A recent study has reportedly concluded that cereal and bread are major sources of dietary salt intake for children and adolescents in the United Kingdom. Naomi Marrero, et al., “Salt Intake of Children and Adolescents in South London: Consumption Levels and Dietary Sources,” Hypertension, March 2014. After analyzing the urinary sodium levels of 340 children ages 5 to 17, researchers reported that 70 percent of all participants consumed more salt than the maximum recommended amount for their age group.

In particular, the results purportedly showed that “salt intake increased with age and was also higher in boys than in girls for the 5- to 6- and 13- to 17-year age groups.” With 66 percent of the 5- to 6-year-olds, 73 percent of the 8- to 9-year-olds, and 73 percent of the 13- to 17-year-olds exceeding daily salt recommendations, the researchers also noted that cereal and cereal products contributed 36 percent of the salt in children’s diets, followed by meat products (18 percent) and milk and milk products (11 percent).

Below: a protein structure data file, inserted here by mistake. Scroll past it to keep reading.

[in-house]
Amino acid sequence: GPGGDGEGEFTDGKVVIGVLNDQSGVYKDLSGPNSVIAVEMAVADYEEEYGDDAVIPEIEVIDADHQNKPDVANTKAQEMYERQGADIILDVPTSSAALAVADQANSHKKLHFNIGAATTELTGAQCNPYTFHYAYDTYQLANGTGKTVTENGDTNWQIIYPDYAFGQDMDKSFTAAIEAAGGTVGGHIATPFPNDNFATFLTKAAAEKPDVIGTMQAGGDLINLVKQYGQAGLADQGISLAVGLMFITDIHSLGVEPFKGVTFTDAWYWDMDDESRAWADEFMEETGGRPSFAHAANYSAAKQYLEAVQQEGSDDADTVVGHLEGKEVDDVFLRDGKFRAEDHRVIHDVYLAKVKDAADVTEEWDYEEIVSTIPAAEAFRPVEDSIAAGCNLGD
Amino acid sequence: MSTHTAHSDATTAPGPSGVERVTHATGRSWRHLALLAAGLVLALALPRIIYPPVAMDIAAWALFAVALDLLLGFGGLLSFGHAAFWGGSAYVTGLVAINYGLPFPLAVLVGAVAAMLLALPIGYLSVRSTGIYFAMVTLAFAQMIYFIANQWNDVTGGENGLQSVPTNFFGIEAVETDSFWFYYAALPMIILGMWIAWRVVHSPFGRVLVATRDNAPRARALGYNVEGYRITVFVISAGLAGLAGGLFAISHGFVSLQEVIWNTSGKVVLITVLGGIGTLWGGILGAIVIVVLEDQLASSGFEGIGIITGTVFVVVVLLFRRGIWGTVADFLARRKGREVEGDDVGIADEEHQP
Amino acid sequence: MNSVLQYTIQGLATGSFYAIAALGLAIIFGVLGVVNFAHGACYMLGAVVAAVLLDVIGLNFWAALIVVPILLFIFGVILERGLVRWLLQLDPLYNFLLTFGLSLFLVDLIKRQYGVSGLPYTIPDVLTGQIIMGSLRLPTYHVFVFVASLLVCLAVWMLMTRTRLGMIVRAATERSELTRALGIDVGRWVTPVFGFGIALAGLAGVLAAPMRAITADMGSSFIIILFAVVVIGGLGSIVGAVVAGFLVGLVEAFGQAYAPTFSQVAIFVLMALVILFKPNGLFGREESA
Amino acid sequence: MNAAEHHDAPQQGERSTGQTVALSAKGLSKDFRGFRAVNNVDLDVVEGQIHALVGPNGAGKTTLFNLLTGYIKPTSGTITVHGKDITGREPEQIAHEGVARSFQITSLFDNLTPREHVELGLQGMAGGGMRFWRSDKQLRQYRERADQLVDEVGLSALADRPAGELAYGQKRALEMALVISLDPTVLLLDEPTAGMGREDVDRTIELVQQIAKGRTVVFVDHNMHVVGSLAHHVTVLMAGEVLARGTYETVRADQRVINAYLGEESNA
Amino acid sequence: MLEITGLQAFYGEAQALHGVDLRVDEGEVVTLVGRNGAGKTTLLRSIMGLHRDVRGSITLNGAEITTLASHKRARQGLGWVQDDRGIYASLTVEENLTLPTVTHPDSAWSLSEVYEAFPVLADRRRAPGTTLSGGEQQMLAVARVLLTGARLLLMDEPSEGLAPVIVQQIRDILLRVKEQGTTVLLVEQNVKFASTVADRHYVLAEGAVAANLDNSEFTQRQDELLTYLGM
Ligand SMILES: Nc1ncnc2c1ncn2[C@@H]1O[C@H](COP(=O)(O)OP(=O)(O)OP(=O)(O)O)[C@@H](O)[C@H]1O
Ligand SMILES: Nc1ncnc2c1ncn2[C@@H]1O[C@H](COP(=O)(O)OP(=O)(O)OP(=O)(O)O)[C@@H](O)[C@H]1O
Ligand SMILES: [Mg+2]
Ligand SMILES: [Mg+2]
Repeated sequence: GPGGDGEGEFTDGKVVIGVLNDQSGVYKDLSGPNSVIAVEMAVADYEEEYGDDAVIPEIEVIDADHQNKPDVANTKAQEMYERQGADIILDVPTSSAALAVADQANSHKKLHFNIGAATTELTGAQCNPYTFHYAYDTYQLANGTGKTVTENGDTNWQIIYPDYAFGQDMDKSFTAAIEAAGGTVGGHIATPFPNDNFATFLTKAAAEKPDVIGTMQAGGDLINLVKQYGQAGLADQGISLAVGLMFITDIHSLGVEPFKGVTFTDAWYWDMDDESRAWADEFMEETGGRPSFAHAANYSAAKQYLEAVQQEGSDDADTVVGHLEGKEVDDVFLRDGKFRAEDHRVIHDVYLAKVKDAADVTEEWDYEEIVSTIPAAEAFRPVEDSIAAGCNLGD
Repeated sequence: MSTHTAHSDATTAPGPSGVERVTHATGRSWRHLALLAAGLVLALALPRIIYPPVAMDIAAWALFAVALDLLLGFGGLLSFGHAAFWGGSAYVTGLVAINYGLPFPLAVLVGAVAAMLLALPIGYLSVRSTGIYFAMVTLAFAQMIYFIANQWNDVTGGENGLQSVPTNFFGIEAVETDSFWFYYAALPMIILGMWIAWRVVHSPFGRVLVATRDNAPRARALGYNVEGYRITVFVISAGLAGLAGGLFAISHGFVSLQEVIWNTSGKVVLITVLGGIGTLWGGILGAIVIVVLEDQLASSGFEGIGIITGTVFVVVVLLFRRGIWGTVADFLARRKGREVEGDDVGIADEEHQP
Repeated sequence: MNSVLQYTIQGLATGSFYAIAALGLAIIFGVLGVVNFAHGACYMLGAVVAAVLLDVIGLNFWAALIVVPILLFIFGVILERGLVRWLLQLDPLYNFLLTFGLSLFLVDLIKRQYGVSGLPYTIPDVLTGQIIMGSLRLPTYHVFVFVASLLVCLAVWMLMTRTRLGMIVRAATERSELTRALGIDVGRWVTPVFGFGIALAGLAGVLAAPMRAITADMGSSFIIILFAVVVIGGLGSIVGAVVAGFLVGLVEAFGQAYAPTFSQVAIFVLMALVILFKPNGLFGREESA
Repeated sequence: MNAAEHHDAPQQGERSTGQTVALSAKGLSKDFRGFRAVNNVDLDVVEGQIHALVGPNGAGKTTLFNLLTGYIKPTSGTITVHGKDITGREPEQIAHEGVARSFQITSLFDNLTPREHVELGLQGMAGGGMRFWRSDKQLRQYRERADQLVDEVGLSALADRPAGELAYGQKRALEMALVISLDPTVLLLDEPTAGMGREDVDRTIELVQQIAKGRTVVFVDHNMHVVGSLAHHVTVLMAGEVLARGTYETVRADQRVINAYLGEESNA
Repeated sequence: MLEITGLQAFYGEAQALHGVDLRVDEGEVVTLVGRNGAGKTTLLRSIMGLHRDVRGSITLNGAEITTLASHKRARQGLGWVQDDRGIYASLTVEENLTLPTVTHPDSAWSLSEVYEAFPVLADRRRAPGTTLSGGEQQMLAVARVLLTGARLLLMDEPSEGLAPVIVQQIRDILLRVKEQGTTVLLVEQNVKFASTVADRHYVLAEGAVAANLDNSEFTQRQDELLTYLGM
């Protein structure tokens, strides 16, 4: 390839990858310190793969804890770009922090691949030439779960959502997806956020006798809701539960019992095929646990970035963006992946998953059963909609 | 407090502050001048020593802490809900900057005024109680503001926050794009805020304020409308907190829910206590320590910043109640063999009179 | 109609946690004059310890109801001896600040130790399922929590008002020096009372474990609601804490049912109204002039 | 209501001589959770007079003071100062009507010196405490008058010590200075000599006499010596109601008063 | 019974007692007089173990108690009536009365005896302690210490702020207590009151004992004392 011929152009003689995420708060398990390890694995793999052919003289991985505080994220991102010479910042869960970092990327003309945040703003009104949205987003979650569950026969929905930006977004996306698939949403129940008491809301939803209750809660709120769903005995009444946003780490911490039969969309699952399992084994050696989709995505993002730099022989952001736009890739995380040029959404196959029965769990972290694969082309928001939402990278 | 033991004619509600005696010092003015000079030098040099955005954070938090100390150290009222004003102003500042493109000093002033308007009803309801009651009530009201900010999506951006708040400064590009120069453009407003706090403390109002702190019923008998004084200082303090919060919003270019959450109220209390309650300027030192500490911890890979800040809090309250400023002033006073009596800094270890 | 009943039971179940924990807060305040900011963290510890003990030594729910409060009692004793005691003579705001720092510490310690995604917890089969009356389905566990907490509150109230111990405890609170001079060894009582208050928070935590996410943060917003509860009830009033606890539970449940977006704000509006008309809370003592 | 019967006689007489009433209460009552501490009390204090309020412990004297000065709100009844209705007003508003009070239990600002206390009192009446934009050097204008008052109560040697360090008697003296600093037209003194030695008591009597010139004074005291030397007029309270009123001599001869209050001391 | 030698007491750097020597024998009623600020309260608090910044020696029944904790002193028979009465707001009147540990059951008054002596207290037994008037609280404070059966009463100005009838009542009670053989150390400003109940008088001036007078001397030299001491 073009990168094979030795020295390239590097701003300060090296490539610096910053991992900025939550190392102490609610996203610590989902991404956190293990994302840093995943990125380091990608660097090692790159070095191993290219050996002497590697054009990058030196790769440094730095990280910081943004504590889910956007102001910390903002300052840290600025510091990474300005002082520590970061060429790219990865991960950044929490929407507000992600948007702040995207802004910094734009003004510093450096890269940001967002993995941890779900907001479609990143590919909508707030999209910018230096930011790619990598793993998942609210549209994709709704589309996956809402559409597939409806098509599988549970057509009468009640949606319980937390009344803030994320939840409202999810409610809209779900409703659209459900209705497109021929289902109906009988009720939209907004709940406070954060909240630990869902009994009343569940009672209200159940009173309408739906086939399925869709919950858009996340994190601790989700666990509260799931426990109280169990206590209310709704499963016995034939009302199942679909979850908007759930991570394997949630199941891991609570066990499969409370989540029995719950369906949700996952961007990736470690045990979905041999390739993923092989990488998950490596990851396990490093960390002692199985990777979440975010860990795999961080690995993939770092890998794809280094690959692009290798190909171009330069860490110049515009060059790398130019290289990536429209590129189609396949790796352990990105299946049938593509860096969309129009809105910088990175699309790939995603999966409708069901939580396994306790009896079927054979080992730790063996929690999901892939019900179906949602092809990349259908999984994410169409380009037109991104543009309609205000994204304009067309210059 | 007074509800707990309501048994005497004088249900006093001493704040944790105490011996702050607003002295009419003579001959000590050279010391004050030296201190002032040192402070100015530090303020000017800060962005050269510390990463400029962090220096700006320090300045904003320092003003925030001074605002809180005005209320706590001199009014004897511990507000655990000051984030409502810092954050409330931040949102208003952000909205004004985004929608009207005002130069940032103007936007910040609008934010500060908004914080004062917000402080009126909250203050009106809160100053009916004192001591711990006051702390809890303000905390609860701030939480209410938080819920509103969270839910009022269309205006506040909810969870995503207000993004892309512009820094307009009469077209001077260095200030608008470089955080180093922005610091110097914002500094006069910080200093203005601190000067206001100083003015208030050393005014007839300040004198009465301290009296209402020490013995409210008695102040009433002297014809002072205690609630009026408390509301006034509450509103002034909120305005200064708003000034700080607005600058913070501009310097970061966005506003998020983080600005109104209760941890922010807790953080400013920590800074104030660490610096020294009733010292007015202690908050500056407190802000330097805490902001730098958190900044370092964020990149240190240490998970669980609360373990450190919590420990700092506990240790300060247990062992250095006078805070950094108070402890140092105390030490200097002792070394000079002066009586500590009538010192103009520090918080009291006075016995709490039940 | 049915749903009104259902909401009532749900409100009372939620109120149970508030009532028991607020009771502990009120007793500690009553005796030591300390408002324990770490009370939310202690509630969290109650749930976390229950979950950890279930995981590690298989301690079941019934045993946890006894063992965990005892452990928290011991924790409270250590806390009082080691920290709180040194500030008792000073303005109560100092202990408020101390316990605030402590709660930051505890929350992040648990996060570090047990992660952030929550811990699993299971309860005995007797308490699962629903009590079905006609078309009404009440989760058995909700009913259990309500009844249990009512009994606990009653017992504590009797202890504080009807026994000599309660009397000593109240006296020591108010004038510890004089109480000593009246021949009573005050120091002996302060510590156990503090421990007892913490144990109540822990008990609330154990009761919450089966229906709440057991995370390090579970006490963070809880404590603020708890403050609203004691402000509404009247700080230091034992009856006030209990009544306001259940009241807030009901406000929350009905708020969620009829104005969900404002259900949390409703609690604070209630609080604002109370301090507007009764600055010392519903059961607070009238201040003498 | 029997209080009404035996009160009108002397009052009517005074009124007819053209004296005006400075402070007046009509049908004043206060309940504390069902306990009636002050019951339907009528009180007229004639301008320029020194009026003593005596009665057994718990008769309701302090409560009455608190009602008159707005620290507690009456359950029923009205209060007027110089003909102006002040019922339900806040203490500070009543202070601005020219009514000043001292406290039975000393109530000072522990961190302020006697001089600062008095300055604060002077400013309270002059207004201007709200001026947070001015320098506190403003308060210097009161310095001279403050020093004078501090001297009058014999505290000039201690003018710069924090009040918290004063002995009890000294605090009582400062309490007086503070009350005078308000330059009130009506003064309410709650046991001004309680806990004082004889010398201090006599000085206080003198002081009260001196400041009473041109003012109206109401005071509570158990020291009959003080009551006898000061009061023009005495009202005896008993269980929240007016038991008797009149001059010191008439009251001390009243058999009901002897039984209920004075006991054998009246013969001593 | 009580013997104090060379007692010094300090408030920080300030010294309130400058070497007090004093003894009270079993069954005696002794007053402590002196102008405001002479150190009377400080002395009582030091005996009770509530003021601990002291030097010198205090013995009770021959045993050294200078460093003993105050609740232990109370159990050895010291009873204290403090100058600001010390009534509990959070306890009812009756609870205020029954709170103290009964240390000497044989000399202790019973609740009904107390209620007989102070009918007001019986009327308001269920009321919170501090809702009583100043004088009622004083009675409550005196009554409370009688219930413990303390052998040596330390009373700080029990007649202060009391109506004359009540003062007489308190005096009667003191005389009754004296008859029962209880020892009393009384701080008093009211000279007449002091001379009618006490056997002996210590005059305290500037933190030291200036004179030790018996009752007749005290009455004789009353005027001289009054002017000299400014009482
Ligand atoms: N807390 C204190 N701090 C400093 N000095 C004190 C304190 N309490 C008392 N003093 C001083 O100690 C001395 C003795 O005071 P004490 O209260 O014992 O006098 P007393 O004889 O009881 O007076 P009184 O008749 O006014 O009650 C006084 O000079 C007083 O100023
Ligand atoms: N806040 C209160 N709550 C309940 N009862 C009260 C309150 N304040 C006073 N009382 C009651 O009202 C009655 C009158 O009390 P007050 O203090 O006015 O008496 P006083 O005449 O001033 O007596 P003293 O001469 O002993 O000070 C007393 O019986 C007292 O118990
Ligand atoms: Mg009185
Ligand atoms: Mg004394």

“Bread alone accounted for 15 percent of salt intake in our study population,” concluded the study’s authors. “Although many manufacturers have made significant reductions in the sodium content of their bread, a survey in 2011 showed huge variations between brands. The sodium content of the bread with the highest value was 350% higher than that of the lowest. Further reductions in the salt content of bread alone would have a major effect on salt intake.”